Last week a client expressed grave concern that her children would fight over her property once she passed on. Her basic question which I hear repeatedly was whether I could add provisions in the Last Will and Testament (LWT) to avoid that possibility. The answer is most definitely – “yes”.
Here are a few pointers to consider when contemplating the preparation of your LWT.
1. How Do I Prevent the Kids from Fighting over My Property? – Remember when your kids hit the “terrible 2’s” and would throw tantrums if they didn’t get their way? Well – old habits are hard to break and can, unfortunately, recur during the probate process. Sadly, I have seen the children of clients “lawyer up” over family heirlooms or tattered wedding pictures! The result is not only the loss of needless dollars spent on lawyers but the onset of family conflict which can cause irreparable harm. Not surprisingly, the last time some kids speak to each other is on the way out of the courtroom.
This can all be avoided by having your lawyer include a “No Contest” clause in the LWT. This provision imposes a “death penalty” of sorts with regard to the claim of any beneficiary once an objection to the LWT is made. Whether the claim is well-intentioned or divisive (the usual case), the language makes clear that if a beneficiary contests any provision in the LWT, they forego any distribution whatsoever. These provisions are enforceable and properly confer the golden goose egg on any kid selfish enough to question the decisions that you made regarding your estate.
2. How Do You Split the Heirlooms, Furniture, and Jewelry? – It’s relatively easy to add language which distributes specific property easily defined like your homestead or vehicle. But what is the best way to decide who gets the diamond ring vs. the gold cross or bracelet? This issue is often overlooked in the drafting of an LWT and can lead to unnecessary conflict which can be avoided with proper advance planning. Although lawyers have different strategies to deal with this issue, I have found that the easiest approach is to identify the beneficiaries who are to receive the property (for example, “your surviving children”), but grant the power to decide “who gets what” to a third party. In a recent LWT, the client was certain the kids would fight over the jewelry and thus empowered one of her children who was the most mature of the group to decide which kid would get the bracelet vs. the antique desk vs. the diamond ring. I made sure that the language was clear that the distribution decision of the selected beneficiary was in his sole discretion and could not be questioned after the fact. Also – the “No Contest” clause discussed above, would certainly deter any attempt to question a distribution decision. The third-party can also be a non-family member or even the executor.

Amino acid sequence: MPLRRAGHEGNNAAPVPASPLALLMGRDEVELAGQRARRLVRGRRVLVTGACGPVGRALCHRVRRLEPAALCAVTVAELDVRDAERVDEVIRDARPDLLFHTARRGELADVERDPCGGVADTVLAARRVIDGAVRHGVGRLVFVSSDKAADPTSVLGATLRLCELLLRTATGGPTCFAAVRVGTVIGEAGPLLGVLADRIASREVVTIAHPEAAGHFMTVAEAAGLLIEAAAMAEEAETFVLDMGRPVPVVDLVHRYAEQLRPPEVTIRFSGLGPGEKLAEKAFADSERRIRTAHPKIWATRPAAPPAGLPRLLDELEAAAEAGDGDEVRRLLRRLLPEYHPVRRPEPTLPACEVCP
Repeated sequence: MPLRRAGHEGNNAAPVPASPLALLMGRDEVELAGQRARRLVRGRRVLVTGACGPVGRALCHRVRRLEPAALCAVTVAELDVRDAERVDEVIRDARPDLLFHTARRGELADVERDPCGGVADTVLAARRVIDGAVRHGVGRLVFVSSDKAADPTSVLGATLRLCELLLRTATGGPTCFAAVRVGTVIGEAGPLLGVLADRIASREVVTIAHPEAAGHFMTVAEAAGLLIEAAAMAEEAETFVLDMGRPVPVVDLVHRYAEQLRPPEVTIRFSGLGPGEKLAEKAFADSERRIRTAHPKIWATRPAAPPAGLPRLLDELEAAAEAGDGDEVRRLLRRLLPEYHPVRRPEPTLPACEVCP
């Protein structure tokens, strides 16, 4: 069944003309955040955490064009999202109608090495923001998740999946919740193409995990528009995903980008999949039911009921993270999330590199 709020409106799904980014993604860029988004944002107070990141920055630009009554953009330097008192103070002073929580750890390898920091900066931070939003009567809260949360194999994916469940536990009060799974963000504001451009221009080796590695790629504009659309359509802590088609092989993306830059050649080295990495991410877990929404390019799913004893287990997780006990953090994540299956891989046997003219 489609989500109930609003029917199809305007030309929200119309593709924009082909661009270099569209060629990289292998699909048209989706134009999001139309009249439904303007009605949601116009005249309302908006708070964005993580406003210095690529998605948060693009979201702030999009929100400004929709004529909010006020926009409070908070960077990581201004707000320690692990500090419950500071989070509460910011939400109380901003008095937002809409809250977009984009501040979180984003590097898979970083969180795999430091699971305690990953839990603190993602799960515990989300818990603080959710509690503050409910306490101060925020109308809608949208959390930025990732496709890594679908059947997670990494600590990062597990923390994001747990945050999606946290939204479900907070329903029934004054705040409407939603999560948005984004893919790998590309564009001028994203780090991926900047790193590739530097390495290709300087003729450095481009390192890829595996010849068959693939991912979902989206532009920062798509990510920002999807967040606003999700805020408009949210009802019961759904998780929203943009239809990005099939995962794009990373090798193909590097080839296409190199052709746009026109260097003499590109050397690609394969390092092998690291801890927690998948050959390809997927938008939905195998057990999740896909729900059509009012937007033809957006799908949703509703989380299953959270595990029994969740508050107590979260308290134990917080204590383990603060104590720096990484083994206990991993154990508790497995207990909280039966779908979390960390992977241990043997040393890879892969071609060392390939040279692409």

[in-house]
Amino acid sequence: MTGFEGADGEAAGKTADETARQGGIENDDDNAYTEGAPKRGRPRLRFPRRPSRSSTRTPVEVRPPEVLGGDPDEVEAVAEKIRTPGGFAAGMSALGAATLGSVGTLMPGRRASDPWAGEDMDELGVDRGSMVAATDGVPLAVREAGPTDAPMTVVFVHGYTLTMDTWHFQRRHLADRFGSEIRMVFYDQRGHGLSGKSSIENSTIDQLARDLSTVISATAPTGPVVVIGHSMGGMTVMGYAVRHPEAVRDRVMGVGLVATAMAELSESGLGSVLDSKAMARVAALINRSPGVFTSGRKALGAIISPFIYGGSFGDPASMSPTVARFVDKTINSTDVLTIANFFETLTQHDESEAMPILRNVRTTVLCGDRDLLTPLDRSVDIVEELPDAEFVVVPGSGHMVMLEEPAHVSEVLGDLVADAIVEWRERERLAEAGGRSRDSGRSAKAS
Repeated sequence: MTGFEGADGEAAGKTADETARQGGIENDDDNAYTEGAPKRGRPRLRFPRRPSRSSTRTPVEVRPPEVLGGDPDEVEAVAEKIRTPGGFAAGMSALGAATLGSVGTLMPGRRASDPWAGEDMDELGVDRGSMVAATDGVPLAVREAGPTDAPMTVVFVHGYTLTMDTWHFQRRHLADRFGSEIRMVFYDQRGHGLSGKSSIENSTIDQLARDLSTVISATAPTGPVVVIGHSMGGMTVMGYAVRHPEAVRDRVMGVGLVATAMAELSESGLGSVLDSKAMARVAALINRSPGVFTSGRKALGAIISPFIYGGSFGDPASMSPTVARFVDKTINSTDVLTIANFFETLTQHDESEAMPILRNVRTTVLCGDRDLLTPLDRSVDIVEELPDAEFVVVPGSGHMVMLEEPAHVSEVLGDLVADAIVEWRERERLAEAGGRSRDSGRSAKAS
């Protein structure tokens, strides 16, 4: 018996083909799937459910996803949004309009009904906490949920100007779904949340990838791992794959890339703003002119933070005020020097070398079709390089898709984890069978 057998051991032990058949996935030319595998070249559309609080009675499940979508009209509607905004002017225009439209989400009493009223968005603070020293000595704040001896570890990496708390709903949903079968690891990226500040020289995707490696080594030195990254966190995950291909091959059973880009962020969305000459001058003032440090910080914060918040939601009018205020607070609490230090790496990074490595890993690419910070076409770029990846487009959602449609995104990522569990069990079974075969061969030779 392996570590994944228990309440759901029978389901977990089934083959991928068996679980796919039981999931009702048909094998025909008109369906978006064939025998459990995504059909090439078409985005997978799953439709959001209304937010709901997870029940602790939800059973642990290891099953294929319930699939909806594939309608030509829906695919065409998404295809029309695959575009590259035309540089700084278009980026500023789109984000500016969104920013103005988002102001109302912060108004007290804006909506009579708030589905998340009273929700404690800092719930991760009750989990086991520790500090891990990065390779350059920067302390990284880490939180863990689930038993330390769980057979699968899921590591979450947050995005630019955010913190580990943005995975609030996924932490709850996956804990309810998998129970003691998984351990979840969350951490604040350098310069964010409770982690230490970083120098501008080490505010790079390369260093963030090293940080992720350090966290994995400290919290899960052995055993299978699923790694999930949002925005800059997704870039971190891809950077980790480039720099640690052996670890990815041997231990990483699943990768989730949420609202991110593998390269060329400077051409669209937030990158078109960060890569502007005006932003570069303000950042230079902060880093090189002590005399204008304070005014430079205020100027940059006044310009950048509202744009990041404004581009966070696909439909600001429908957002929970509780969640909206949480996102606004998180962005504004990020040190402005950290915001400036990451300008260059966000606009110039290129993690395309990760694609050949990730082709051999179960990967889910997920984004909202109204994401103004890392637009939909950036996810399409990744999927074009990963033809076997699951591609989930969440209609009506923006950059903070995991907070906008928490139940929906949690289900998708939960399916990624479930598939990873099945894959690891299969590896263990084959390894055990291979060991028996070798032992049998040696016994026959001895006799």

3. What about those firearms? – Yes – this is Texas and we’re proud of our firearms! You want to give extra thought as to the recipient of firearms and describe the personal property in exacting detail so that your intent is clear. In a recent situation, a client wanted to bequeath multiple firearms to grandchildren but was unsure whether they would have the maturity to receive the same when the time came. The solution is a variation of the above technique, i.e., allow a third party to make that decision. However, I typically add language that not only allows the third party to decide who receives a particular firearm but whether they will receive this potentially lethal gift at all.
4. Do I have to Spill the Estate Beans? – Absolutely not!! My usual advice is to not discuss the contents of your LWT with your kids once it is executed. In almost every situation I have encountered, at least one of the kids is upset by your estate decisions. Hey – you can’t please everyone. The key is to remember that the LWT is about “your” decision. You worked hard your entire life to acquire your property and the decision as to the recipients thereof belongs to only one person!
5. Can I write a note to one of my kids to change my estate decision after the LWT is signed? – You can – but that is usually a horrible idea as it could be viewed as an amendment to the existing LWT and lead to a protracted court battle in probate. If you want to change a term simply call your attorney for advice. It is typically a simple and inexpensive process to amend your LWT.
BOTTOM LINE – You can avoid family conflict and aggravation by considering some of the strategies outlined above. Discuss these ideas with your probate attorney and move on to the best years of your life!